About this project
Study after study proves that few things are better for a child than chess. It raises IQ's; it improves grades; it improves decision making; it improves social skills; it improves self confidence.
And they love it.
And yet when we went to the school systems, they showed little interest in incorporating chess into their curriculum. That was three years ago. During that time we have strung together volunteers, rallied parents and caught the attention of some forward thinking educators to prove that chess programs are one of the most effective tools at improving cognitive, social and community related skills.
How did we do it? Two years ago we got East End Elementary to allow us one morning a week to train children in chess. Class was no more than an hour. We kept it lively and fun. We found volunteers who could come in and sit with the children and play along side them, while mentoring and teaching the children the values associated with chess as well as life. Each semester the program became more and more popular until we were regularly teaching up to 30 kids per session. At the time, East End was a failing school dealing with a wide mix of children coming from diverse backgrounds that too often created obstacles to learning. After two years of training over one hundred different children in chess, we put together a team that went on to beat chess teams from Portland and Falmouth and next year will compete at State.
But with funding so minimal, and with so many schools and children, we just can't get to everybody. Which is why we created the Maine Chess Academy.
The Maine Chess Academy represents a new entrepreneurial spirit. We believe we can work as a non-profit, raise money based on the results we achieve, while partnering with the school system, city and community to create sustainable chess programs from elementary school to high school.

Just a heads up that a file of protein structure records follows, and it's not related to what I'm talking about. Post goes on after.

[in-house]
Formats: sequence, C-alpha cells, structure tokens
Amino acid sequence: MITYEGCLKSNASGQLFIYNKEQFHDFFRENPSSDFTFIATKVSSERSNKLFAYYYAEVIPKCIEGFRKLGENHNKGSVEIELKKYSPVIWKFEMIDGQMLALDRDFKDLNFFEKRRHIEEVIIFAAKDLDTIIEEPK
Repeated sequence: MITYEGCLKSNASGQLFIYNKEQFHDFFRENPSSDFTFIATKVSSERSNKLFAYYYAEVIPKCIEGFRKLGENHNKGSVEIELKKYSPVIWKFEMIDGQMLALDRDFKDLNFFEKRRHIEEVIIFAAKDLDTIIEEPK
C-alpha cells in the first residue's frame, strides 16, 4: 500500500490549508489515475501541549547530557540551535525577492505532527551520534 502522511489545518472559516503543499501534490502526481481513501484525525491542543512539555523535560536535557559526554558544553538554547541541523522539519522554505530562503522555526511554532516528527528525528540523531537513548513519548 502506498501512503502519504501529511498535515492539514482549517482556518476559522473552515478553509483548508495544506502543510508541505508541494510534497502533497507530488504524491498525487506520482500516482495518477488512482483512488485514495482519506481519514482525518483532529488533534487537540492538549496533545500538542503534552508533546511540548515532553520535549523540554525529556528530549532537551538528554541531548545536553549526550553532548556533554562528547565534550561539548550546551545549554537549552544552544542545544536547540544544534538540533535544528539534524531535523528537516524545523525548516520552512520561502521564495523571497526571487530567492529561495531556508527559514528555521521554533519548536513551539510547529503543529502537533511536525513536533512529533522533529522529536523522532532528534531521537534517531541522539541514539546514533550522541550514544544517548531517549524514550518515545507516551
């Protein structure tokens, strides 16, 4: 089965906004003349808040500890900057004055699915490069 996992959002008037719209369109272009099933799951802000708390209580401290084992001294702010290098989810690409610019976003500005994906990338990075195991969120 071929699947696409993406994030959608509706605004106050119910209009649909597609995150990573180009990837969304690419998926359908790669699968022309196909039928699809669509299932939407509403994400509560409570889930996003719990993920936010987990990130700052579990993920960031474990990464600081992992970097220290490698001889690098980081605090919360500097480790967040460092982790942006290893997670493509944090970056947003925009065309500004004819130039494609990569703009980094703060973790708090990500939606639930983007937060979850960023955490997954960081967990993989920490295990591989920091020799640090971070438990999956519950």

But we need help. We need to urgently build a web site, pay application fees for 501 (c) 3 status, as well as buy boards, seek volunteers, promote chess throughout the system, offer more training, more competition and continue to build our program so all kids can benefit by it. This is only the beginning. We have even bigger, more ambitious plans to make Portland a Chess-friendly city.
Risks and challenges
Our number one obstacle is getting the initial investment so we can do the things we need to do to attract corporate and private donations as well as grant money. But we can't do these things until we have a website, marketing material and IRS classification as a non-profit. We believe that we are less than four months from achieving those objectives. In the mean time, we have not been idle. We have partnered with the Portland Education Foundation to provide administrative support and have expanded our programs to reach over 80 elementary students a week throughout the city. But with not enough funding to buy boards, co-ordinate volunteers, travel and (eventually) pay a single staff member, we are struggling to make ends meet. We need help!
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